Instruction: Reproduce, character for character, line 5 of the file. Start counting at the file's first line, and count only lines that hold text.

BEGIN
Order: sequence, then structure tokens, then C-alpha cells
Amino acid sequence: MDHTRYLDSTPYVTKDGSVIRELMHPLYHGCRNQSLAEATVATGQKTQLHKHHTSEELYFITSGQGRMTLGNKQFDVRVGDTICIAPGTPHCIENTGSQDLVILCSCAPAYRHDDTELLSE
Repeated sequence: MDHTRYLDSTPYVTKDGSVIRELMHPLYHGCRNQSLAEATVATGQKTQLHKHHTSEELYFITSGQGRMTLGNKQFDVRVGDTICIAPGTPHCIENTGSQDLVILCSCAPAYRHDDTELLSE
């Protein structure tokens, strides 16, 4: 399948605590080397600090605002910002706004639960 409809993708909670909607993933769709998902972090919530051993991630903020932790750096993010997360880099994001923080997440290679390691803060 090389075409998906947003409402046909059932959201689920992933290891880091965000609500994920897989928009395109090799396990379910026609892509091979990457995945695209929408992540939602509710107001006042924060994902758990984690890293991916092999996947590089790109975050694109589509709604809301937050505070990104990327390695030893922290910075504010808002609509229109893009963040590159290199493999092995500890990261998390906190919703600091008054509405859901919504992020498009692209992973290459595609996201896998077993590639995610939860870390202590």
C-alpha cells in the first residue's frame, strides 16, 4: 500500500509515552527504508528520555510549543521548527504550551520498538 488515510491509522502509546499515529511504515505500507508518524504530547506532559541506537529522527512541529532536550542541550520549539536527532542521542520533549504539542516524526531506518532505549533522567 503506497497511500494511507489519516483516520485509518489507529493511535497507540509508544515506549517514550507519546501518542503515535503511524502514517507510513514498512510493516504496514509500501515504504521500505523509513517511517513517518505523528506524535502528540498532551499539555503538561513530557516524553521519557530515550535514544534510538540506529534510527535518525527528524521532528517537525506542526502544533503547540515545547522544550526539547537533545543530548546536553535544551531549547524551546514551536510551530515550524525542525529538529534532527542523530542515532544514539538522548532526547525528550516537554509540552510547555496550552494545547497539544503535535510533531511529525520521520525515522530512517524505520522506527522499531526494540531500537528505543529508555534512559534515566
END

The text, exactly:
C-alpha cells in the first residue's frame, strides 16, 4: 500500500509515552527504508528520555510549543521548527504550551520498538 488515510491509522502509546499515529511504515505500507508518524504530547506532559541506537529522527512541529532536550542541550520549539536527532542521542520533549504539542516524526531506518532505549533522567 503506497497511500494511507489519516483516520485509518489507529493511535497507540509508544515506549517514550507519546501518542503515535503511524502514517507510513514498512510493516504496514509500501515504504521500505523509513517511517513517518505523528506524535502528540498532551499539555503538561513530557516524553521519557530515550535514544534510538540506529534510527535518525527528524521532528517537525506542526502544533503547540515545547522544550526539547537533545543530548546536553535544551531549547524551546514551536510551530515550524525542525529538529534532527542523530542515532544514539538522548532526547525528550516537554509540552510547555496550552494545547497539544503535535510533531511529525520521520525515522530512517524505520522506527522499531526494540531500537528505543529508555534512559534515566